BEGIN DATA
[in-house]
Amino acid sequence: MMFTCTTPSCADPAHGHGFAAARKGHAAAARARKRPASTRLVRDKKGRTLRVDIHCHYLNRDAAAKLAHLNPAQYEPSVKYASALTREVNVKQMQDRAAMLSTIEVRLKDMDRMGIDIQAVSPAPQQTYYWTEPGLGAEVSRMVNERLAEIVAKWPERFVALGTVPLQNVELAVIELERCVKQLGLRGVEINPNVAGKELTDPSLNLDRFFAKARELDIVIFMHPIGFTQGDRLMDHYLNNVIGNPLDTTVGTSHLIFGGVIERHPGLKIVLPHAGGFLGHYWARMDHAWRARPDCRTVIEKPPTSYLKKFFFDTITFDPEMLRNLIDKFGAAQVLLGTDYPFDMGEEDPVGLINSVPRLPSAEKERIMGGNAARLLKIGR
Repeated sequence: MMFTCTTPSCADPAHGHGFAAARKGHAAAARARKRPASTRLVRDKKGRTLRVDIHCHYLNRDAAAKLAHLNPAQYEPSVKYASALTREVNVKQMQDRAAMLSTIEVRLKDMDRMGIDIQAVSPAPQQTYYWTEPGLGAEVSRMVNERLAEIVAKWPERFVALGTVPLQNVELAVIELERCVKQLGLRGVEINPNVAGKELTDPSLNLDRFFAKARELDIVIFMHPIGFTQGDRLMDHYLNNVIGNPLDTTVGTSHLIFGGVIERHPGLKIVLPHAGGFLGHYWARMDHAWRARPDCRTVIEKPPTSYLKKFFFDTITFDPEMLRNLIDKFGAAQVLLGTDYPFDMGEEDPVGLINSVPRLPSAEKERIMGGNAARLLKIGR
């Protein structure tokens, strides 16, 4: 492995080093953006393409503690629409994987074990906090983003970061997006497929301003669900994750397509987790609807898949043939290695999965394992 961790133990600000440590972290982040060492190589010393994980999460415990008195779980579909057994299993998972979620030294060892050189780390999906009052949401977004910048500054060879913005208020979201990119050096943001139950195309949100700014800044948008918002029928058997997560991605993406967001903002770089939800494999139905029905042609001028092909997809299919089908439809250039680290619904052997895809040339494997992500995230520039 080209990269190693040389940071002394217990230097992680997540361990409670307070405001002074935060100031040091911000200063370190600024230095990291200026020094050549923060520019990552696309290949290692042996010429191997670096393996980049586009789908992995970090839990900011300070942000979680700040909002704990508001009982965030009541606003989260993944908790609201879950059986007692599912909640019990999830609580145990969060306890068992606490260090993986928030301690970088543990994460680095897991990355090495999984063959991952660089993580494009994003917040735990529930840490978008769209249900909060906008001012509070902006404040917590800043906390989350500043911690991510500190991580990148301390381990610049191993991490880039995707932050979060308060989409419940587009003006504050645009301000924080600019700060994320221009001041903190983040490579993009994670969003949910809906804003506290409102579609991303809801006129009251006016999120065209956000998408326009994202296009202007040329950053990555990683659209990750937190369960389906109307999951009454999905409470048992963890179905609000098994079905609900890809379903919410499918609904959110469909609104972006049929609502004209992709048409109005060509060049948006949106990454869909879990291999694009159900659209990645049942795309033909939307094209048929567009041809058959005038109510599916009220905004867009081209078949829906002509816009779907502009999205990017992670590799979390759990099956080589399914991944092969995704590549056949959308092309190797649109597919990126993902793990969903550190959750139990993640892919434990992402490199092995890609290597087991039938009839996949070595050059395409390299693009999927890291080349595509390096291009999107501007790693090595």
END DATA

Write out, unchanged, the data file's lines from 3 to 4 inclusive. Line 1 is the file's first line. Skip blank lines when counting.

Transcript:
Repeated sequence: MMFTCTTPSCADPAHGHGFAAARKGHAAAARARKRPASTRLVRDKKGRTLRVDIHCHYLNRDAAAKLAHLNPAQYEPSVKYASALTREVNVKQMQDRAAMLSTIEVRLKDMDRMGIDIQAVSPAPQQTYYWTEPGLGAEVSRMVNERLAEIVAKWPERFVALGTVPLQNVELAVIELERCVKQLGLRGVEINPNVAGKELTDPSLNLDRFFAKARELDIVIFMHPIGFTQGDRLMDHYLNNVIGNPLDTTVGTSHLIFGGVIERHPGLKIVLPHAGGFLGHYWARMDHAWRARPDCRTVIEKPPTSYLKKFFFDTITFDPEMLRNLIDKFGAAQVLLGTDYPFDMGEEDPVGLINSVPRLPSAEKERIMGGNAARLLKIGR
């Protein structure tokens, strides 16, 4: 492995080093953006393409503690629409994987074990906090983003970061997006497929301003669900994750397509987790609807898949043939290695999965394992 961790133990600000440590972290982040060492190589010393994980999460415990008195779980579909057994299993998972979620030294060892050189780390999906009052949401977004910048500054060879913005208020979201990119050096943001139950195309949100700014800044948008918002029928058997997560991605993406967001903002770089939800494999139905029905042609001028092909997809299919089908439809250039680290619904052997895809040339494997992500995230520039 080209990269190693040389940071002394217990230097992680997540361990409670307070405001002074935060100031040091911000200063370190600024230095990291200026020094050549923060520019990552696309290949290692042996010429191997670096393996980049586009789908992995970090839990900011300070942000979680700040909002704990508001009982965030009541606003989260993944908790609201879950059986007692599912909640019990999830609580145990969060306890068992606490260090993986928030301690970088543990994460680095897991990355090495999984063959991952660089993580494009994003917040735990529930840490978008769209249900909060906008001012509070902006404040917590800043906390989350500043911690991510500190991580990148301390381990610049191993991490880039995707932050979060308060989409419940587009003006504050645009301000924080600019700060994320221009001041903190983040490579993009994670969003949910809906804003506290409102579609991303809801006129009251006016999120065209956000998408326009994202296009202007040329950053990555990683659209990750937190369960389906109307999951009454999905409470048992963890179905609000098994079905609900890809379903919410499918609904959110469909609104972006049929609502004209992709048409109005060509060049948006949106990454869909879990291999694009159900659209990645049942795309033909939307094209048929567009041809058959005038109510599916009220905004867009081209078949829906002509816009779907502009999205990017992670590799979390759990099956080589399914991944092969995704590549056949959308092309190797649109597919990126993902793990969903550190959750139990993640892919434990992402490199092995890609290597087991039938009839996949070595050059395409390299693009999927890291080349595509390096291009999107501007790693090595």